Argyle International Airport is a new airport that was constructed on the island of Saint Vincent and the Grenadines in the Caribbean Sea.
The new site replaced the existing ET Joshua airport located at Arnos Vale, and serves as the island’s sole international airport.
The airport was opened for passengers in February 2017, and provides direct flight connection from Saint Vincent and the Grenadines to the United States, Canada, Europe, and South America.
It is expected to handle about 1.4 million of passengers per year.
The groundbreaking ceremony for the airport was held in July 2008, while earth works were started in August the same year. A state-owned organisation named International Airport Development Company (IADC) was formed in November 2004 to manage the project.
Saint Vincent and the Grenadines is an island region, and as such has faced airside problems.
The existing ET Joshua Airport was outdated and unable to cater to the growing demands of the area. The government of Saint Vincent and the Grenadines planned to construct a new airport for the region, as extending the runways and making space at the existing ET Joshua Airport was decided to be too difficult in logistical terms.
Both Argyle and Kitchen were considered for the new airport, but Argyle was eventually chosen due to being the more sustainable option.
The new airport was built over a 290 acre (117ha) site, and includes a terminal building, an Air Traffic Control (ATC) tower, a runway, three aprons and other infrastructure.
The aprons are categorised as commercial, general aviation, and cargo aprons.
The commercial apron covers 35,632m² and serves international passengers, while the general aviation apron, located south of the commercial apron, covers 46,784m².
The cargo apron, located further south below the general aviation apron, covers an area of 7,920m² and also includes parking space for aircraft.
The airport features a 2,743m (9,000ft) long and 45m (148ft) wide paved runway, which can service large jets such as Boeing 747-400s.
Two taxiways were constructed to provide better transportation services for passengers. Other landside facilities, such as cargo terminal building, signage, fire and rescue stations, and access roads were also constructed.
The airport is equipped with navigation aids systems, approach lighting systems, precision approach path indicators, radio navigators, and Automatic Weather Stations (AWOS).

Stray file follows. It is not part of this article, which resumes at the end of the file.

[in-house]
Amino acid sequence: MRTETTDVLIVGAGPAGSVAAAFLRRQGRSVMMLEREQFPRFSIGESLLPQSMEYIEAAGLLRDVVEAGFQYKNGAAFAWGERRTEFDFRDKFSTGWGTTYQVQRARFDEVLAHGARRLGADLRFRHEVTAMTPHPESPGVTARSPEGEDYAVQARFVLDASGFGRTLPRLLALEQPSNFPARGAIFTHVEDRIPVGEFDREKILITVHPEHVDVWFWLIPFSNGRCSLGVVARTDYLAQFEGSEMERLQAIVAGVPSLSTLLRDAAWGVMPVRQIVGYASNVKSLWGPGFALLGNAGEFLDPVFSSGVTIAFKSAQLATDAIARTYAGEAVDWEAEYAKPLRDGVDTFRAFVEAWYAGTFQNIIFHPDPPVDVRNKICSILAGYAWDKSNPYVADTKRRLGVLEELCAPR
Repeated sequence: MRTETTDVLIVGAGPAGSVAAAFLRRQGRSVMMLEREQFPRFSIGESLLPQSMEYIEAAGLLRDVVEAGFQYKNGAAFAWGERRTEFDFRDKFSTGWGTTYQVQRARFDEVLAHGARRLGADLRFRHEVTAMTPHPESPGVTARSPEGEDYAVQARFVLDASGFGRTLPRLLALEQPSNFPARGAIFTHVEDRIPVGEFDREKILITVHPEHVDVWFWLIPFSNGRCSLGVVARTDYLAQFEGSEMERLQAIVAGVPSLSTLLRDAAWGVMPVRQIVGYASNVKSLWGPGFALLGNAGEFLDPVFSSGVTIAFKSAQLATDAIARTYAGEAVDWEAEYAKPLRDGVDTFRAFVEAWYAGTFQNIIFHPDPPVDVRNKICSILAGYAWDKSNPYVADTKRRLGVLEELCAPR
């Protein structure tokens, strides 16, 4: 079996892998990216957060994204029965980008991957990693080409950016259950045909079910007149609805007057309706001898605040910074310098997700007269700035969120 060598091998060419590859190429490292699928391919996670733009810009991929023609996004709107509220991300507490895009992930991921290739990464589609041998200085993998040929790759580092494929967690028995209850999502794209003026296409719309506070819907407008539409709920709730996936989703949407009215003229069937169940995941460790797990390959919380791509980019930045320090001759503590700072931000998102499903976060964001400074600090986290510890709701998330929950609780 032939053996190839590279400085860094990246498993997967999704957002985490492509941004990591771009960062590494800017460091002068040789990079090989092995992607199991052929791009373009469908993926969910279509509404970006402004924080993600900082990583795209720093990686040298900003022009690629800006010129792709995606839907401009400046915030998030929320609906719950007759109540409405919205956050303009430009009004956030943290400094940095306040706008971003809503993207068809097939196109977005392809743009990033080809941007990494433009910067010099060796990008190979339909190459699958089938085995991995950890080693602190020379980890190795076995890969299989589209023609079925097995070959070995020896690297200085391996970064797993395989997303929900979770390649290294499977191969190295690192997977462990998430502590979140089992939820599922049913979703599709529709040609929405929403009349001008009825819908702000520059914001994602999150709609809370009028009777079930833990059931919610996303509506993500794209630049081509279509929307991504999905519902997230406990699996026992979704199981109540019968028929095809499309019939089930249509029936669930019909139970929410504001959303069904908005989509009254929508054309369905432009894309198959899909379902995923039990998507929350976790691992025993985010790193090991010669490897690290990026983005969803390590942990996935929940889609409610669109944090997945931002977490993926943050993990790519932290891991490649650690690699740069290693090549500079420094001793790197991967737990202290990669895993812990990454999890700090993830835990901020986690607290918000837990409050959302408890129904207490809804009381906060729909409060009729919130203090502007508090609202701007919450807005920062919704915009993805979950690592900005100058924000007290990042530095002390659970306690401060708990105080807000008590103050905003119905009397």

Construction of the terminal building was started in 2011, while building works for the ATC tower began in January 2014.
The airport features a commercial car park to accommodate about 250 cars, space for ten large buses, and additional space for taxis and rental cars.
The terminal building is located in front of the commercial apron, and covers 12,065m² (129,867ft²) and features three floors. It can handle a total of 800 passengers during peak hours, including 400 in and 400 out.
The terminal features a 9,000ft long and 150ft wide airstrip. The departure lounge and retail area covers a total space of 21,000ft².
A roof-top restaurant and a wave-shaped gallery covering an area of 13,000ft² were also added to the terminal. A conference centre facility with a roof-top garden was constructed, comprising an area of 11,000ft².
The ‘Chatoyer-Che contingent team’ of Cubans and Vincentians oversaw construction of the airport.
Kocks Consult submitted an Environmental Impact Assessment (EIA) report for the project in June 2008.
Designs were outlined by Maritime Engineering Services (ASTIMAR), while CECI Engineering Consultants designed the terminal building.
Overseas Engineering and Construction Company (OECC) was contracted to construct the terminal in November 2010. The $25.09m contract also included plans for the construction of electrical substations, internal and external signage, and other support facilities.
The ATC tower base was constructed by Franco Construction. Aeronav assembled the control cabin in Canada and shipped it to the airport site at a later date.
INNOTECH constructed the Aircraft Rescue and Fire Fighting (ARFF) stations.
The EC$652m ($239.97m) project was jointly financed by a number of countries. The Government of Saint Vincent and the Grenadines provided EC$175m ($64.41m) for the project, which was raised by selling Crown lands.
The remaining amount was financed through grants and soft loans from the Republic of Cuba, the Bolivarian Republic of Venezuela, and the governments of Taiwan, Trinidad and Tobago, Mexico, Austria, Malaysia, Turkey, Iran, Portugal, and Libya.
Taiwan provided $26.5m for the terminal construction.
The CARICOM Development Fund (CDF) provided a loan of EC$14m ($5.15m) in September 2010, and another subsequent loan of EC$8.8m ($0.2m) in October 2012.
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